Many states, including Maryland, have laws prohibiting texting and using a handheld cell phone while driving. But the problems of distracted driving, which killed over 200 people in Maryland in 2011, go beyond the use of electronic devices, especially for teens. According to a recent study published in the Journal of Transportation Safety and Security, 27 percent of teens reported that they sometimes change their clothes and shoes while driving. Other behind-the-wheel activities included changing contact lenses, doing homework or putting on makeup.
Although 40 percent of teens in the study also admitted to texting while driving, this figure is lower than in previous studies, suggesting that texting awareness campaigns may be working. The study asked teens to provide information about their driving habits and then to participate in a driver's education class that simulated the risks and difficulties of multitasking behind the wheel. After taking the short class, students were somewhat better at recognizing the risks of distracted driving, suggesting that classroom interventions may be helpful in addressing this problem. Other studies show that parents also play an important role in encouraging teen driving safety.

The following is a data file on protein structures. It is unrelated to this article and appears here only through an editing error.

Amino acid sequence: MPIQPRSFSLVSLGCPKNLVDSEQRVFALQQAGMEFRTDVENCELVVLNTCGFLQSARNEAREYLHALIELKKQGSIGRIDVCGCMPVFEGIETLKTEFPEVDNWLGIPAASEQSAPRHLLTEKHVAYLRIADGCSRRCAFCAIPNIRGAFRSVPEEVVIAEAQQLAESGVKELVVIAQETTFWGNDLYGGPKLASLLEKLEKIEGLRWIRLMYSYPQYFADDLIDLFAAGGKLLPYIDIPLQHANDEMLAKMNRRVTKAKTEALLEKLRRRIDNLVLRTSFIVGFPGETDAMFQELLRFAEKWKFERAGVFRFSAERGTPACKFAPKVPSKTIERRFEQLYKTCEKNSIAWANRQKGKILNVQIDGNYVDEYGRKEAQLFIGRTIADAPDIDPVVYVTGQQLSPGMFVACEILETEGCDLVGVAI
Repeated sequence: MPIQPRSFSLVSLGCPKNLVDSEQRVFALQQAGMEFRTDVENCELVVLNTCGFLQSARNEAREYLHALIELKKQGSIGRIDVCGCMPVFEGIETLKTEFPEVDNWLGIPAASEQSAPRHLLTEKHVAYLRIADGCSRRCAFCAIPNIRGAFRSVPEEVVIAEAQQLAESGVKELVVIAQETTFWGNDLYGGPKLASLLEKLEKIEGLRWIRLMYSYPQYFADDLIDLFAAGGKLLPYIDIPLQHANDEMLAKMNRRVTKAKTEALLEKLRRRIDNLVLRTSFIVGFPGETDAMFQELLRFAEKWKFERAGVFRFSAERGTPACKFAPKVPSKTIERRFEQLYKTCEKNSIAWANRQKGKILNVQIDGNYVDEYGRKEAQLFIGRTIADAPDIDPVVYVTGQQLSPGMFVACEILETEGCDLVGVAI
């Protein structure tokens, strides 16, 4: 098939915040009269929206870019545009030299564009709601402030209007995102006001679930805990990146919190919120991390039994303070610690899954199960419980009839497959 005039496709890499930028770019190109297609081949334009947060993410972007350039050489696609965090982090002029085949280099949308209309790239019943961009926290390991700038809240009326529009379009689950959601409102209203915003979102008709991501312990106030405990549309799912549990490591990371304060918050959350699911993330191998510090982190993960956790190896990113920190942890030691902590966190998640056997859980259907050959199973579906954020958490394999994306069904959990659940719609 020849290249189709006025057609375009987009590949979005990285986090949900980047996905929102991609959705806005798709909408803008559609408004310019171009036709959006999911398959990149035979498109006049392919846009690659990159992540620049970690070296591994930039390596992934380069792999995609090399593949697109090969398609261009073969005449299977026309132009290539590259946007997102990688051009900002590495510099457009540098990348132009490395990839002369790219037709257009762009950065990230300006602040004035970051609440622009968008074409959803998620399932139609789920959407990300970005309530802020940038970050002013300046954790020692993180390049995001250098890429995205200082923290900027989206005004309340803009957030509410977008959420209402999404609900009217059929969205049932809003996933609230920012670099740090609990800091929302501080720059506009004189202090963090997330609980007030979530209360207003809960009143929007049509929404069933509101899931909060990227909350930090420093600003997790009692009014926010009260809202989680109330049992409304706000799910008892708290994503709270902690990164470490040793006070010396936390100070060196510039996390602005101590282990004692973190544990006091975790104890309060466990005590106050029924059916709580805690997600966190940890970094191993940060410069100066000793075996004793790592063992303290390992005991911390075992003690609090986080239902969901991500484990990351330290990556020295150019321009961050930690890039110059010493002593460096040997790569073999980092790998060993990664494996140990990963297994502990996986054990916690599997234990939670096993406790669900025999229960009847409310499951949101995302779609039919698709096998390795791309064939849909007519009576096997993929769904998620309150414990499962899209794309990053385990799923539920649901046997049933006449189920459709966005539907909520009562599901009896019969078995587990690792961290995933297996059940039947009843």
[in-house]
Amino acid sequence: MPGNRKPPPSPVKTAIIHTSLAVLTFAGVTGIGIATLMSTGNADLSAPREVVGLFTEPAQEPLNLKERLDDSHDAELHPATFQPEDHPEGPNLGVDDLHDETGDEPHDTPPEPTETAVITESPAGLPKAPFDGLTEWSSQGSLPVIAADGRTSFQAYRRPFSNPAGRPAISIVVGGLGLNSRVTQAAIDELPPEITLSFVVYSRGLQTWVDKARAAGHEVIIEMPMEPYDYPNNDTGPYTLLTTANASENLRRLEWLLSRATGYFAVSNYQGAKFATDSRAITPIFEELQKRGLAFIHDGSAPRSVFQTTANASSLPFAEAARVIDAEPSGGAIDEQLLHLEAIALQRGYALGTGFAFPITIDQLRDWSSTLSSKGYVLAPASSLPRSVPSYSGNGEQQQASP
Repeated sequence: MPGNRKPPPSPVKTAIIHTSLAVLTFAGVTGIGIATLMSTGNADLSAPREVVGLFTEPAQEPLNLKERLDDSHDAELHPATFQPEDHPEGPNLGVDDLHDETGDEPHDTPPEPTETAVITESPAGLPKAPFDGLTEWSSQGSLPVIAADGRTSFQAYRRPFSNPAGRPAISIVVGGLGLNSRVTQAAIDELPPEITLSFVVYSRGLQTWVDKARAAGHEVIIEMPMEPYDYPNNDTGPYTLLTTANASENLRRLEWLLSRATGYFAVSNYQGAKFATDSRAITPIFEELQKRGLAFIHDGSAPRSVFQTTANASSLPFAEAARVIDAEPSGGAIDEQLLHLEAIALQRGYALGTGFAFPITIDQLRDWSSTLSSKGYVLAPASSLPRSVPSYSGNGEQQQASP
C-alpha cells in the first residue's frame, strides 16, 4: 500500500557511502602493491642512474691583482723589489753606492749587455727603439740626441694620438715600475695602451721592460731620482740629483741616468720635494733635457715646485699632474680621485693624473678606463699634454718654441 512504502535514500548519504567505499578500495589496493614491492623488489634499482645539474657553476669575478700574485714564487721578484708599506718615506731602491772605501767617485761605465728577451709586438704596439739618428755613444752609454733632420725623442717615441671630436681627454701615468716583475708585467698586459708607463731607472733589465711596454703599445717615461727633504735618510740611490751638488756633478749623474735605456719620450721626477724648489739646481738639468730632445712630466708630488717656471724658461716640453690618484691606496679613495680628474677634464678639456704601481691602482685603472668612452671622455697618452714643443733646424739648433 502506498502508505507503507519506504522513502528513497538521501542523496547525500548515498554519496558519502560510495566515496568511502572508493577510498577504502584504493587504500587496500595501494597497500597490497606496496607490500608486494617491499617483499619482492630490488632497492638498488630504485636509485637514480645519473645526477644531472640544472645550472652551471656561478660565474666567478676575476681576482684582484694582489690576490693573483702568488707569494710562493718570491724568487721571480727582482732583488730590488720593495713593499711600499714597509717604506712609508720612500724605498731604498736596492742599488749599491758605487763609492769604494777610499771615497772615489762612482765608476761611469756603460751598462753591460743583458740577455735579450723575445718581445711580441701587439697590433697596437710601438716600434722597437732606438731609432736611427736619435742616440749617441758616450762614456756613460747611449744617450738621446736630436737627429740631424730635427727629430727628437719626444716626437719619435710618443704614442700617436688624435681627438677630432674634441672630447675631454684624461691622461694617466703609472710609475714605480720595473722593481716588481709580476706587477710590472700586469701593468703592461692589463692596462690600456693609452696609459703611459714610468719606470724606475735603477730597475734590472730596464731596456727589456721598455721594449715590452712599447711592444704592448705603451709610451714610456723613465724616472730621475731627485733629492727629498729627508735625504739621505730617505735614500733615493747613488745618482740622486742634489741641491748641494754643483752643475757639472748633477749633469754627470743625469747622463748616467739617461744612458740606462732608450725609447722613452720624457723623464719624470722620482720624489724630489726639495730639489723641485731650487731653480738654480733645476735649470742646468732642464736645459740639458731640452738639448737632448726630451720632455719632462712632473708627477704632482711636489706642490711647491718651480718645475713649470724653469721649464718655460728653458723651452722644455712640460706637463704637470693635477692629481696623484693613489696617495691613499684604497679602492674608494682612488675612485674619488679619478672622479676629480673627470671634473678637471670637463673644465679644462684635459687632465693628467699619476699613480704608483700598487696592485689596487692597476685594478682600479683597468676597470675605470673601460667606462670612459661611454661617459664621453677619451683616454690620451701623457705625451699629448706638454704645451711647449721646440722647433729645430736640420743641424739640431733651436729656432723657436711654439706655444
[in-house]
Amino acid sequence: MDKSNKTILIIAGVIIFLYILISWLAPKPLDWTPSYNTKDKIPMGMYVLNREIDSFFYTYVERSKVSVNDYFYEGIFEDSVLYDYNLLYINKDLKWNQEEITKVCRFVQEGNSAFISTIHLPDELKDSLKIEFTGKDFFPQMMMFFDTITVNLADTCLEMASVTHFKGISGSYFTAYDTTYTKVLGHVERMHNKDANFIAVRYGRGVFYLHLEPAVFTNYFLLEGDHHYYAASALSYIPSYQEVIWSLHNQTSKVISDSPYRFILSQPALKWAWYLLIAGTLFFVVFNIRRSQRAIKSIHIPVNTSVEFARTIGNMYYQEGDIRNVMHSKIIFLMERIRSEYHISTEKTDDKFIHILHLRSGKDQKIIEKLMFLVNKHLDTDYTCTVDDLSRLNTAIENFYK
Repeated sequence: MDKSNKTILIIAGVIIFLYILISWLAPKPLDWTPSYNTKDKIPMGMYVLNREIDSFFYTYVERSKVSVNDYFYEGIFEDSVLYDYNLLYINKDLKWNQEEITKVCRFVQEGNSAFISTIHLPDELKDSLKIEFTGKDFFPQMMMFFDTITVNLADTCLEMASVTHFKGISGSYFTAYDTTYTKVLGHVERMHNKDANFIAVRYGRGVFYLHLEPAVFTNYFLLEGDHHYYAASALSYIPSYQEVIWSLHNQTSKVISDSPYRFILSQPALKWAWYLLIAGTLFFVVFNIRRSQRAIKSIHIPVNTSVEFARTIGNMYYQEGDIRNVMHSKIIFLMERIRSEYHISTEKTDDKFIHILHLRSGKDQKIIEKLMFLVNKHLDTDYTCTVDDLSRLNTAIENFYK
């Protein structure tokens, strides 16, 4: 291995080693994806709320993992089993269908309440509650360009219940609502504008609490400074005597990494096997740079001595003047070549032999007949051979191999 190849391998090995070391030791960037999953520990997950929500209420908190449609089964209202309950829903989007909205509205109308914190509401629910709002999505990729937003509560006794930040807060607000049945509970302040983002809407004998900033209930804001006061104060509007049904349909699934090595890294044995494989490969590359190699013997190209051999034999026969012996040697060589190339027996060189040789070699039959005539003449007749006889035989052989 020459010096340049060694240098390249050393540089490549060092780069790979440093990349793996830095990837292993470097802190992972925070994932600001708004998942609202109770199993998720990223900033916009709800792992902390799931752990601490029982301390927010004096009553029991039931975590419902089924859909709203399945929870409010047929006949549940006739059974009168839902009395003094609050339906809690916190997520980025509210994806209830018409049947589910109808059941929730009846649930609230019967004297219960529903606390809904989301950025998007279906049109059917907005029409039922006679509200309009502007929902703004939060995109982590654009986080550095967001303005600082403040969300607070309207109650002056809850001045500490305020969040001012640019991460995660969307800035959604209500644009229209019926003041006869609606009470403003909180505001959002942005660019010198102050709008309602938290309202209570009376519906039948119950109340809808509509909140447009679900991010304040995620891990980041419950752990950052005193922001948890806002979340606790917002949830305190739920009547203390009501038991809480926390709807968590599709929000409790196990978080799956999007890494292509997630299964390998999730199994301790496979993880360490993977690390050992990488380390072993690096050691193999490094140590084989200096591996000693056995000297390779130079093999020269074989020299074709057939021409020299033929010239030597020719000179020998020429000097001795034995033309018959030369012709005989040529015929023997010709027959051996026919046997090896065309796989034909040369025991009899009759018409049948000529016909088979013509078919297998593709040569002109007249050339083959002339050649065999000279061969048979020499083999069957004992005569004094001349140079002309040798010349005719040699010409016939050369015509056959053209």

Study researchers emphasized that texting is only one of the distractions drivers face. Teens especially are unaware of the risks posed by eating, changing radio channels, adjusting a GPS setting or even having a conversation with a passenger. Any activity that requires a driver to look away from the road ahead is dangerous.
Distracted driving is one of the leading causes of car accidents nationwide, and in Maryland alone, tens of thousands of injuries happen each year as a result of such accidents. A victim of a car accident caused by a distracted driver is entitled to compensation for medical costs and suffering. An attorney can save victims the hassle of dealing with insurance companies and help them get maximum benefits for their injuries or losses.